Latest case exhibits employers should take into account disability earlier than dismissing employees
The applicant said she did not know that she was not allowed to access her own records
A Labor Court ruling published in March shows how employers need to fully understand the nature of a person’s disability before initiating disciplinary proceedings that can lead to dismissal. Two legal experts from Excello Law describe the case and its implications.
According to media reports, the Department of Labor and Pensions (DWP) has lost more cases of disability discrimination in labor courts than any other UK employer. In March, an investigation by BBC Panorama found that between 2016 and 2019 there were 134 cases of discrimination against the DWP in relation to disabled workers.
However, the DWP is by no means the only organization that needs to carry out its dismissal practices more carefully. In March 2020, Ms. SJ Austin’s successful unfair dismissal petition against the NHS Trust (The Trust) of Leeds Teaching Hospitals – a case involving Excello Law – highlighted the importance of disability considerations in this context.
The Austin case serves as a cautionary story for both employers and human resources professionals. The Trust fully recognized that Miss Austin suffered from fibromyalgia (a chronic pain condition) and depression / generalized anxiety disorder – both of which are recognized as disabilities under the Equality Act (EQA).
Austin was a single woman in her fifties and employed with the NHS from 1993 to 2017. Because of her conditions, she was also a regular patient in several NHS departments. Her fear led her to repeatedly check the next time she had a doctor’s appointment, and check her own medical records and her mother’s three times. Austin had accessed these records 141 times in total in the past few years – often several times in concentrated periods of time.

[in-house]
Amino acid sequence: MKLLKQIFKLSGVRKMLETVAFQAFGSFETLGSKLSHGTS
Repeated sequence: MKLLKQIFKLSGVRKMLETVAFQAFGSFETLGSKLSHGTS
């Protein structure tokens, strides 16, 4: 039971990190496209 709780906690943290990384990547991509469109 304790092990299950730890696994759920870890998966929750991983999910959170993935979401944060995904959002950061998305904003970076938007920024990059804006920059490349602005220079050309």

During a conversation in December 2015 with her manager, Anthony Warren, it became apparent that she had done so when she asked him why one of her appointments had been canceled before she received an official letter.
The NHS opened an investigation that only served to heighten their already high fear. Austin was informed that she was being investigated for gross misconduct. There was a significant delay, however, which further increased her anxiety and led her to frequent inquiries from Warren about the progress of the investigation.
She was suspended from Mr. Warren’s “harassment” investigation during the investigation; This exposure was found to be an act of disability discrimination in and of itself as it arose as a result of her disability. Her employment relationship was finally terminated in May 2017. After unsuccessfully applying for more than 50 positions, Austin reached out to Excello Law.
At the hearing in the tribunal, Judge Hannah Bright concluded that the Trust had discriminated against Austin for failing to realize that their state of health was the cause of their behavior and that at no stage in the process they considered their health or disability. Nor did the Trust realize that Austin really did not understand its “opaque” medical record access policy, which did not make it clear that their records were not allowed. The investigative processes and hearings were heavily criticized.